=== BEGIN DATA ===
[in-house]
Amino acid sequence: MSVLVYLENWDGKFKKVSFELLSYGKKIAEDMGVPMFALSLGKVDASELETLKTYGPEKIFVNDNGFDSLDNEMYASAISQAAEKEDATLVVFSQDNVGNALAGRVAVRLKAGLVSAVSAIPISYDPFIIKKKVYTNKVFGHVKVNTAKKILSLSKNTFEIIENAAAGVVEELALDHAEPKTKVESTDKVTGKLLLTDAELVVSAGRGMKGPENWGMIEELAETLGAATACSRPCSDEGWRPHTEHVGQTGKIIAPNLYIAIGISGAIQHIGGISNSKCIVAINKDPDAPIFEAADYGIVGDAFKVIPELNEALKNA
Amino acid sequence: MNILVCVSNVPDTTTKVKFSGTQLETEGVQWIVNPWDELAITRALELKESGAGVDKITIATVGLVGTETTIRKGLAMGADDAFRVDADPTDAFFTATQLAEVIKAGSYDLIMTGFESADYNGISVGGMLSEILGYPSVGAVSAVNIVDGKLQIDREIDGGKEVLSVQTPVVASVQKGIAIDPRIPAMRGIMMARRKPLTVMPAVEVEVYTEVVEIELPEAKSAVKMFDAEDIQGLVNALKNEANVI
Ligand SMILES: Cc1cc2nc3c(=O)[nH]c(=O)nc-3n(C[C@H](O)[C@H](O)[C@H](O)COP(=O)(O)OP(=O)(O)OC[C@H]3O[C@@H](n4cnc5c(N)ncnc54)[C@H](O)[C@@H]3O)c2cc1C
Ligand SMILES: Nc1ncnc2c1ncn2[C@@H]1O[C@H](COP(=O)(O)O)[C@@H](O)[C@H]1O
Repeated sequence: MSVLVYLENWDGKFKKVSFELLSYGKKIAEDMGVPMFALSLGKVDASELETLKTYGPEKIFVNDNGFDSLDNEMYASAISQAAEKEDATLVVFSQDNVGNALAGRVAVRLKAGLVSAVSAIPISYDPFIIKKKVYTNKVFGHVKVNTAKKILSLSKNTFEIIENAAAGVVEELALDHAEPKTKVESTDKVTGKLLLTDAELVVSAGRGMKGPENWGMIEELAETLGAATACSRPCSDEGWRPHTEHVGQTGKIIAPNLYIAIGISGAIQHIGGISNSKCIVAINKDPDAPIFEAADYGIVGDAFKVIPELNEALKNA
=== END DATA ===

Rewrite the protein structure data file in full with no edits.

[in-house]
Amino acid sequence: MSVLVYLENWDGKFKKVSFELLSYGKKIAEDMGVPMFALSLGKVDASELETLKTYGPEKIFVNDNGFDSLDNEMYASAISQAAEKEDATLVVFSQDNVGNALAGRVAVRLKAGLVSAVSAIPISYDPFIIKKKVYTNKVFGHVKVNTAKKILSLSKNTFEIIENAAAGVVEELALDHAEPKTKVESTDKVTGKLLLTDAELVVSAGRGMKGPENWGMIEELAETLGAATACSRPCSDEGWRPHTEHVGQTGKIIAPNLYIAIGISGAIQHIGGISNSKCIVAINKDPDAPIFEAADYGIVGDAFKVIPELNEALKNA
Amino acid sequence: MNILVCVSNVPDTTTKVKFSGTQLETEGVQWIVNPWDELAITRALELKESGAGVDKITIATVGLVGTETTIRKGLAMGADDAFRVDADPTDAFFTATQLAEVIKAGSYDLIMTGFESADYNGISVGGMLSEILGYPSVGAVSAVNIVDGKLQIDREIDGGKEVLSVQTPVVASVQKGIAIDPRIPAMRGIMMARRKPLTVMPAVEVEVYTEVVEIELPEAKSAVKMFDAEDIQGLVNALKNEANVI
Ligand SMILES: Cc1cc2nc3c(=O)[nH]c(=O)nc-3n(C[C@H](O)[C@H](O)[C@H](O)COP(=O)(O)OP(=O)(O)OC[C@H]3O[C@@H](n4cnc5c(N)ncnc54)[C@H](O)[C@@H]3O)c2cc1C
Ligand SMILES: Nc1ncnc2c1ncn2[C@@H]1O[C@H](COP(=O)(O)O)[C@@H](O)[C@H]1O
Repeated sequence: MSVLVYLENWDGKFKKVSFELLSYGKKIAEDMGVPMFALSLGKVDASELETLKTYGPEKIFVNDNGFDSLDNEMYASAISQAAEKEDATLVVFSQDNVGNALAGRVAVRLKAGLVSAVSAIPISYDPFIIKKKVYTNKVFGHVKVNTAKKILSLSKNTFEIIENAAAGVVEELALDHAEPKTKVESTDKVTGKLLLTDAELVVSAGRGMKGPENWGMIEELAETLGAATACSRPCSDEGWRPHTEHVGQTGKIIAPNLYIAIGISGAIQHIGGISNSKCIVAINKDPDAPIFEAADYGIVGDAFKVIPELNEALKNA